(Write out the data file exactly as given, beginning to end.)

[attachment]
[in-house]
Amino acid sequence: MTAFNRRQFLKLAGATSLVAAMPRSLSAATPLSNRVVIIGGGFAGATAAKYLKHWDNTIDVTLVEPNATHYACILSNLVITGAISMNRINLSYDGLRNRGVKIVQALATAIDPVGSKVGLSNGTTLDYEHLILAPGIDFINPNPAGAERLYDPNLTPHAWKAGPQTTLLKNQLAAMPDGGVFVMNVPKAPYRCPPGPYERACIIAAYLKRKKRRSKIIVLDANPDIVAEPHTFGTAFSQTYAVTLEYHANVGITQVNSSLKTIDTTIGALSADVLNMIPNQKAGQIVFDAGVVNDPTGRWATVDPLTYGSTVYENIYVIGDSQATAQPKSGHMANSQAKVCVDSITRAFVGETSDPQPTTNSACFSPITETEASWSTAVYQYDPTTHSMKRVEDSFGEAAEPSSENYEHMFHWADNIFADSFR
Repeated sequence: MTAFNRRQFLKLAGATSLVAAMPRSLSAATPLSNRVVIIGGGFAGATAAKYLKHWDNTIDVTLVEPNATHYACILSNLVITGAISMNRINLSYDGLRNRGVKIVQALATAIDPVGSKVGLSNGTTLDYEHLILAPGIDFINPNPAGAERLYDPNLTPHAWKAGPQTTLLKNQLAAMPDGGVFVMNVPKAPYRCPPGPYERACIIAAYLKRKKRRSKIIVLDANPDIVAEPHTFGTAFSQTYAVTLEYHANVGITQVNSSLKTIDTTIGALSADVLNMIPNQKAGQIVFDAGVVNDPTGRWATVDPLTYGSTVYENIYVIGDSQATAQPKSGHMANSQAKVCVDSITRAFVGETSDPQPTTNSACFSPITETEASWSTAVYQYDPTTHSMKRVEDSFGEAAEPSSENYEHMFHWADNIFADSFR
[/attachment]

[in-house]
Amino acid sequence: MTAFNRRQFLKLAGATSLVAAMPRSLSAATPLSNRVVIIGGGFAGATAAKYLKHWDNTIDVTLVEPNATHYACILSNLVITGAISMNRINLSYDGLRNRGVKIVQALATAIDPVGSKVGLSNGTTLDYEHLILAPGIDFINPNPAGAERLYDPNLTPHAWKAGPQTTLLKNQLAAMPDGGVFVMNVPKAPYRCPPGPYERACIIAAYLKRKKRRSKIIVLDANPDIVAEPHTFGTAFSQTYAVTLEYHANVGITQVNSSLKTIDTTIGALSADVLNMIPNQKAGQIVFDAGVVNDPTGRWATVDPLTYGSTVYENIYVIGDSQATAQPKSGHMANSQAKVCVDSITRAFVGETSDPQPTTNSACFSPITETEASWSTAVYQYDPTTHSMKRVEDSFGEAAEPSSENYEHMFHWADNIFADSFR
Repeated sequence: MTAFNRRQFLKLAGATSLVAAMPRSLSAATPLSNRVVIIGGGFAGATAAKYLKHWDNTIDVTLVEPNATHYACILSNLVITGAISMNRINLSYDGLRNRGVKIVQALATAIDPVGSKVGLSNGTTLDYEHLILAPGIDFINPNPAGAERLYDPNLTPHAWKAGPQTTLLKNQLAAMPDGGVFVMNVPKAPYRCPPGPYERACIIAAYLKRKKRRSKIIVLDANPDIVAEPHTFGTAFSQTYAVTLEYHANVGITQVNSSLKTIDTTIGALSADVLNMIPNQKAGQIVFDAGVVNDPTGRWATVDPLTYGSTVYENIYVIGDSQATAQPKSGHMANSQAKVCVDSITRAFVGETSDPQPTTNSACFSPITETEASWSTAVYQYDPTTHSMKRVEDSFGEAAEPSSENYEHMFHWADNIFADSFR